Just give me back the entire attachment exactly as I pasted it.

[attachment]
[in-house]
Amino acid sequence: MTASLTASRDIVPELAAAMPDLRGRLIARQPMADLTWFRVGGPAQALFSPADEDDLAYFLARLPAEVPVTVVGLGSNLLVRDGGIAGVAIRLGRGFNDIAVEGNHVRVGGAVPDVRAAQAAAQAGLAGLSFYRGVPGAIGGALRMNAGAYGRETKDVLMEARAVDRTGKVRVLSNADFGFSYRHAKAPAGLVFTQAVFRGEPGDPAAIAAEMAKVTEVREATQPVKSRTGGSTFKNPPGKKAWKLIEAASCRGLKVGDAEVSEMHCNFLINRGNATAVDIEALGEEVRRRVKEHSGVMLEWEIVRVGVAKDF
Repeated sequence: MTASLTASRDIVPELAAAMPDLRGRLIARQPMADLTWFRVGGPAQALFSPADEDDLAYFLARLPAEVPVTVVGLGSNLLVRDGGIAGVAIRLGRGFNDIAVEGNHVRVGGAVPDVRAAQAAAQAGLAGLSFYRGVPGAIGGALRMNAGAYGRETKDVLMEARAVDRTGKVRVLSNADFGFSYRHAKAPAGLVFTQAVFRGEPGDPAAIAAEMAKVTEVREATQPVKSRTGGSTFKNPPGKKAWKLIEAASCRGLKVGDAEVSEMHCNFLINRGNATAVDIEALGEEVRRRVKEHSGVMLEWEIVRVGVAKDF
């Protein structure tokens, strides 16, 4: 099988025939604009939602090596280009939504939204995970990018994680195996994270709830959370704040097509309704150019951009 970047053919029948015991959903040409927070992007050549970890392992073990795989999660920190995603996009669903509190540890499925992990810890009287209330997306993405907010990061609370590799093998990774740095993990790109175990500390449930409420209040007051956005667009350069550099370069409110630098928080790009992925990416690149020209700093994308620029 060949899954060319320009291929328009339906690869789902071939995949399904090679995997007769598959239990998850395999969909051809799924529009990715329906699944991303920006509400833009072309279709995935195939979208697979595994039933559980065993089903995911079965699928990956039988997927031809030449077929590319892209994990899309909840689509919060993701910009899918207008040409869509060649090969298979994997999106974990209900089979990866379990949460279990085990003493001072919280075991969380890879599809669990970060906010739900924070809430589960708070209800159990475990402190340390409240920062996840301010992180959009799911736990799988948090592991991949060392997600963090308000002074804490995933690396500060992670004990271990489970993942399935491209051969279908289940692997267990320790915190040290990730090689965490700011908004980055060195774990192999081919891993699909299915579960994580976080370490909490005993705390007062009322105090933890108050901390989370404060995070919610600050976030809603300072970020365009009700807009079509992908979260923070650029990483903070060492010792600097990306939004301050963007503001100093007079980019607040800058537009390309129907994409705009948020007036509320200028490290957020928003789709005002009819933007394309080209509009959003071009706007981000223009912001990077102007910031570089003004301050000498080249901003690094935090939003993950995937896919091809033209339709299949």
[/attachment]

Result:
[in-house]
Amino acid sequence: MTASLTASRDIVPELAAAMPDLRGRLIARQPMADLTWFRVGGPAQALFSPADEDDLAYFLARLPAEVPVTVVGLGSNLLVRDGGIAGVAIRLGRGFNDIAVEGNHVRVGGAVPDVRAAQAAAQAGLAGLSFYRGVPGAIGGALRMNAGAYGRETKDVLMEARAVDRTGKVRVLSNADFGFSYRHAKAPAGLVFTQAVFRGEPGDPAAIAAEMAKVTEVREATQPVKSRTGGSTFKNPPGKKAWKLIEAASCRGLKVGDAEVSEMHCNFLINRGNATAVDIEALGEEVRRRVKEHSGVMLEWEIVRVGVAKDF
Repeated sequence: MTASLTASRDIVPELAAAMPDLRGRLIARQPMADLTWFRVGGPAQALFSPADEDDLAYFLARLPAEVPVTVVGLGSNLLVRDGGIAGVAIRLGRGFNDIAVEGNHVRVGGAVPDVRAAQAAAQAGLAGLSFYRGVPGAIGGALRMNAGAYGRETKDVLMEARAVDRTGKVRVLSNADFGFSYRHAKAPAGLVFTQAVFRGEPGDPAAIAAEMAKVTEVREATQPVKSRTGGSTFKNPPGKKAWKLIEAASCRGLKVGDAEVSEMHCNFLINRGNATAVDIEALGEEVRRRVKEHSGVMLEWEIVRVGVAKDF
């Protein structure tokens, strides 16, 4: 099988025939604009939602090596280009939504939204995970990018994680195996994270709830959370704040097509309704150019951009 970047053919029948015991959903040409927070992007050549970890392992073990795989999660920190995603996009669903509190540890499925992990810890009287209330997306993405907010990061609370590799093998990774740095993990790109175990500390449930409420209040007051956005667009350069550099370069409110630098928080790009992925990416690149020209700093994308620029 060949899954060319320009291929328009339906690869789902071939995949399904090679995997007769598959239990998850395999969909051809799924529009990715329906699944991303920006509400833009072309279709995935195939979208697979595994039933559980065993089903995911079965699928990956039988997927031809030449077929590319892209994990899309909840689509919060993701910009899918207008040409869509060649090969298979994997999106974990209900089979990866379990949460279990085990003493001072919280075991969380890879599809669990970060906010739900924070809430589960708070209800159990475990402190340390409240920062996840301010992180959009799911736990799988948090592991991949060392997600963090308000002074804490995933690396500060992670004990271990489970993942399935491209051969279908289940692997267990320790915190040290990730090689965490700011908004980055060195774990192999081919891993699909299915579960994580976080370490909490005993705390007062009322105090933890108050901390989370404060995070919610600050976030809603300072970020365009009700807009079509992908979260923070650029990483903070060492010792600097990306939004301050963007503001100093007079980019607040800058537009390309129907994409705009948020007036509320200028490290957020928003789709005002009819933007394309080209509009959003071009706007981000223009912001990077102007910031570089003004301050000498080249901003690094935090939003993950995937896919091809033209339709299949």